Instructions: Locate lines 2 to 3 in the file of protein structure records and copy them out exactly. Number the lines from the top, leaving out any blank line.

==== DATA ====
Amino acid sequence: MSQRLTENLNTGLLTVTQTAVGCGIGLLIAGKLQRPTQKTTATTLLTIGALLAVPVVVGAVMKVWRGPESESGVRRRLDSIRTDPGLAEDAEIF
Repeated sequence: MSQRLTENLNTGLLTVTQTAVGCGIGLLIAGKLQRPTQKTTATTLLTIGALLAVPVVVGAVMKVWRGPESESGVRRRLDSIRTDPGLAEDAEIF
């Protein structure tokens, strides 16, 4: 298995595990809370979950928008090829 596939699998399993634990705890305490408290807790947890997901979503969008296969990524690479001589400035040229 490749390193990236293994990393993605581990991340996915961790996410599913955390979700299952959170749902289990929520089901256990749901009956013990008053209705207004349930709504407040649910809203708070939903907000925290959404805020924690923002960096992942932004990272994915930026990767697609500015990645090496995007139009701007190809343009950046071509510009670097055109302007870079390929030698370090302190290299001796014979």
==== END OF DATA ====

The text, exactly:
Repeated sequence: MSQRLTENLNTGLLTVTQTAVGCGIGLLIAGKLQRPTQKTTATTLLTIGALLAVPVVVGAVMKVWRGPESESGVRRRLDSIRTDPGLAEDAEIF
């Protein structure tokens, strides 16, 4: 298995595990809370979950928008090829 596939699998399993634990705890305490408290807790947890997901979503969008296969990524690479001589400035040229 490749390193990236293994990393993605581990991340996915961790996410599913955390979700299952959170749902289990929520089901256990749901009956013990008053209705207004349930709504407040649910809203708070939903907000925290959404805020924690923002960096992942932004990272994915930026990767697609500015990645090496995007139009701007190809343009950046071509510009670097055109302007870079390929030698370090302190290299001796014979």